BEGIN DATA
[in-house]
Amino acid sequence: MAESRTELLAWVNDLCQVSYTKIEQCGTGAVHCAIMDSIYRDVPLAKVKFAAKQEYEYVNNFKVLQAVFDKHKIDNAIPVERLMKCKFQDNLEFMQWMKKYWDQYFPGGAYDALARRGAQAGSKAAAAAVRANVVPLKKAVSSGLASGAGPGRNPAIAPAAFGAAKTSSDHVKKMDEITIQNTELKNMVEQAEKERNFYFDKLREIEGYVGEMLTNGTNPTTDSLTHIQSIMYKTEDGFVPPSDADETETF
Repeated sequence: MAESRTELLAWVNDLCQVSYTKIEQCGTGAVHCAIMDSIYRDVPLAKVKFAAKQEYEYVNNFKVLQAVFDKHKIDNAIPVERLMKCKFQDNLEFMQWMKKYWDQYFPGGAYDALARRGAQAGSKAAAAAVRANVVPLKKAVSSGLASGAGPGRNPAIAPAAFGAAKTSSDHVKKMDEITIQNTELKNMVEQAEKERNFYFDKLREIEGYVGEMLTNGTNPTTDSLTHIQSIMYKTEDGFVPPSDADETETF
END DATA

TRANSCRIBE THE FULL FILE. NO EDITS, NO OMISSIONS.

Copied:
[in-house]
Amino acid sequence: MAESRTELLAWVNDLCQVSYTKIEQCGTGAVHCAIMDSIYRDVPLAKVKFAAKQEYEYVNNFKVLQAVFDKHKIDNAIPVERLMKCKFQDNLEFMQWMKKYWDQYFPGGAYDALARRGAQAGSKAAAAAVRANVVPLKKAVSSGLASGAGPGRNPAIAPAAFGAAKTSSDHVKKMDEITIQNTELKNMVEQAEKERNFYFDKLREIEGYVGEMLTNGTNPTTDSLTHIQSIMYKTEDGFVPPSDADETETF
Repeated sequence: MAESRTELLAWVNDLCQVSYTKIEQCGTGAVHCAIMDSIYRDVPLAKVKFAAKQEYEYVNNFKVLQAVFDKHKIDNAIPVERLMKCKFQDNLEFMQWMKKYWDQYFPGGAYDALARRGAQAGSKAAAAAVRANVVPLKKAVSSGLASGAGPGRNPAIAPAAFGAAKTSSDHVKKMDEITIQNTELKNMVEQAEKERNFYFDKLREIEGYVGEMLTNGTNPTTDSLTHIQSIMYKTEDGFVPPSDADETETF